Deep Creek and the Holiday Hell

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We were indecisive about our July 4th weekend plan.  The weather was sub optimal so we determined that waiting until Sunday would obviate some of the crowds and rain.  We settled on a plan to car camp at Deep Creek so Laurel could get her miles over there. ( I have abandoned any semblance of finishing my second map even though I probably have less than 20 miles remaining. )  We fought a monster bear jam on the Newfound Gap road and arrived in Deep Creek car campground after noon on Sunday.  As expected, it was a zoo full of idiots.   Dogs competed with children to see who could outbark each other. Tubers floated lazily, cigarettes in hand along with their lap dogs and children. Laurel and I strolled about to find a tent pad.  There are many reasons to despise car camping.  It is akin to shelter stays in my book.  It attracts those who need creature comforts.  Personally I find it more of a headache than not.

It did afford me the opportunity to fulfill one of the Southernhighlander covenants.  And that is the special skill of appearing in the flames of campfires unexpected. As we walked around in search of suitable digs for the evening, I spied what can best be characterized as the main reason I modified my backcountry associations some years ago.  Alone, likely stoned and sorrounded by dogs and a daytime smoker, the drug dealing geriatric pretended not to see us as he made a beeline for his car knocking his noontime beer over in the process of escape.  Laurel noted that perhaps he was going for a gun.  I said he was more likely going for another zanax and depends undergarment. We ended up planting ourselves not far from that area, there was little from which to choose on this extended holiday weekend.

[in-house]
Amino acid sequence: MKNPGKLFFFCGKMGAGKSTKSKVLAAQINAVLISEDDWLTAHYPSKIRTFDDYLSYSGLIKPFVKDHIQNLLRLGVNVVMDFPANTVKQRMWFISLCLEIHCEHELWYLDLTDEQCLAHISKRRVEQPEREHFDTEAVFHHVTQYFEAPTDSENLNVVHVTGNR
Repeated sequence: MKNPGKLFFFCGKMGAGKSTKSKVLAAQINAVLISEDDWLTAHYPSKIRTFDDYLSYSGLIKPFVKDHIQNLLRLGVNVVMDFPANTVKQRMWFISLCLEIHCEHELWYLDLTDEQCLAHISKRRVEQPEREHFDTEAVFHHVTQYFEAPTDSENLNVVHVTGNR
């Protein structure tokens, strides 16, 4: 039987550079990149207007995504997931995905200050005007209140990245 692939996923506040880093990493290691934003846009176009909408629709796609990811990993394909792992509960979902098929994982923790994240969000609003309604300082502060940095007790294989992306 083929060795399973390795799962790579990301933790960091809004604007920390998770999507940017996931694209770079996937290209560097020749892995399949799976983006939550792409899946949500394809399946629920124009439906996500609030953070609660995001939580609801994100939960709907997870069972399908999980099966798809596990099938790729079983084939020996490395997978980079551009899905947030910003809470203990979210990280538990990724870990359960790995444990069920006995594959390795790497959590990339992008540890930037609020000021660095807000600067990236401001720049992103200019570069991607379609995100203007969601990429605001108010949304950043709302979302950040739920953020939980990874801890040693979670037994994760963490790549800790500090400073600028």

I now knew that there would likely be other familiar faces from the old group about.  As we erected the tent, I prepared for a trail run.  Deep Creek is a great place to click a few miles so I headed up toward the Indian Creek Motor Loop.  Before long, I had passed the infinite line of inner tubers and cyclists and was enjoying some moderate climbing up past the split for Stone Pile Gap.  After an hour or so, I turned around to descend back to the “mayhem”.  There were fishermen, hikers, backpackers and photogs.  It was a jam packed Deep Creek experience.